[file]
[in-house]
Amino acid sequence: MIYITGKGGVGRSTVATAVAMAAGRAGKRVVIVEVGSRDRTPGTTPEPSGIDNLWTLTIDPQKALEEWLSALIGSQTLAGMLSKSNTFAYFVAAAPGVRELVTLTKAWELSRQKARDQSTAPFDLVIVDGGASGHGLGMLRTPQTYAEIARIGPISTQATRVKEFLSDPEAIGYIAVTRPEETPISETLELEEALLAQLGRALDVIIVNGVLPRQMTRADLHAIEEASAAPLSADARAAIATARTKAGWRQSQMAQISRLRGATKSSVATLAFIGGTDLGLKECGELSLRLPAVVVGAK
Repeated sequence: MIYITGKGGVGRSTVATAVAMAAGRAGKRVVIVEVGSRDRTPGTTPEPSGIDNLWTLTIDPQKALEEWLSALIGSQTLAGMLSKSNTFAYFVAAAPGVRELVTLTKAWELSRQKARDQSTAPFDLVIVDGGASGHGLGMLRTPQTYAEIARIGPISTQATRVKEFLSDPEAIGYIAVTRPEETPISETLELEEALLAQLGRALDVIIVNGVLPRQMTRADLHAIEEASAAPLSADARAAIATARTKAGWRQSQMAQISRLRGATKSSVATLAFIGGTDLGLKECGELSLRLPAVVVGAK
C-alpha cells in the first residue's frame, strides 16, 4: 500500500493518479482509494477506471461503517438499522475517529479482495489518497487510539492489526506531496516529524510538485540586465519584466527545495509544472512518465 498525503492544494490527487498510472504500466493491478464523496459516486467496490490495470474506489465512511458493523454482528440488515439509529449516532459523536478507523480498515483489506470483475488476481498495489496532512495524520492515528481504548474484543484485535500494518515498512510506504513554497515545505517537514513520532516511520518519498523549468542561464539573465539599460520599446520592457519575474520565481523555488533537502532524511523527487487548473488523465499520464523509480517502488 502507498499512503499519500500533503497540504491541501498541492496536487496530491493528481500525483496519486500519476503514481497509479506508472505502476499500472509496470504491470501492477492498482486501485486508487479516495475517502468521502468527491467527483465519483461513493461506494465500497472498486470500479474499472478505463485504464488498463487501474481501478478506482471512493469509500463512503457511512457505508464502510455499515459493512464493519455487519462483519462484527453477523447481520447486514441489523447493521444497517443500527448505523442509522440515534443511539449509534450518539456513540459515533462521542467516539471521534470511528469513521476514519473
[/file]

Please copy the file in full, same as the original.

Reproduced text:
[in-house]
Amino acid sequence: MIYITGKGGVGRSTVATAVAMAAGRAGKRVVIVEVGSRDRTPGTTPEPSGIDNLWTLTIDPQKALEEWLSALIGSQTLAGMLSKSNTFAYFVAAAPGVRELVTLTKAWELSRQKARDQSTAPFDLVIVDGGASGHGLGMLRTPQTYAEIARIGPISTQATRVKEFLSDPEAIGYIAVTRPEETPISETLELEEALLAQLGRALDVIIVNGVLPRQMTRADLHAIEEASAAPLSADARAAIATARTKAGWRQSQMAQISRLRGATKSSVATLAFIGGTDLGLKECGELSLRLPAVVVGAK
Repeated sequence: MIYITGKGGVGRSTVATAVAMAAGRAGKRVVIVEVGSRDRTPGTTPEPSGIDNLWTLTIDPQKALEEWLSALIGSQTLAGMLSKSNTFAYFVAAAPGVRELVTLTKAWELSRQKARDQSTAPFDLVIVDGGASGHGLGMLRTPQTYAEIARIGPISTQATRVKEFLSDPEAIGYIAVTRPEETPISETLELEEALLAQLGRALDVIIVNGVLPRQMTRADLHAIEEASAAPLSADARAAIATARTKAGWRQSQMAQISRLRGATKSSVATLAFIGGTDLGLKECGELSLRLPAVVVGAK
C-alpha cells in the first residue's frame, strides 16, 4: 500500500493518479482509494477506471461503517438499522475517529479482495489518497487510539492489526506531496516529524510538485540586465519584466527545495509544472512518465 498525503492544494490527487498510472504500466493491478464523496459516486467496490490495470474506489465512511458493523454482528440488515439509529449516532459523536478507523480498515483489506470483475488476481498495489496532512495524520492515528481504548474484543484485535500494518515498512510506504513554497515545505517537514513520532516511520518519498523549468542561464539573465539599460520599446520592457519575474520565481523555488533537502532524511523527487487548473488523465499520464523509480517502488 502507498499512503499519500500533503497540504491541501498541492496536487496530491493528481500525483496519486500519476503514481497509479506508472505502476499500472509496470504491470501492477492498482486501485486508487479516495475517502468521502468527491467527483465519483461513493461506494465500497472498486470500479474499472478505463485504464488498463487501474481501478478506482471512493469509500463512503457511512457505508464502510455499515459493512464493519455487519462483519462484527453477523447481520447486514441489523447493521444497517443500527448505523442509522440515534443511539449509534450518539456513540459515533462521542467516539471521534470511528469513521476514519473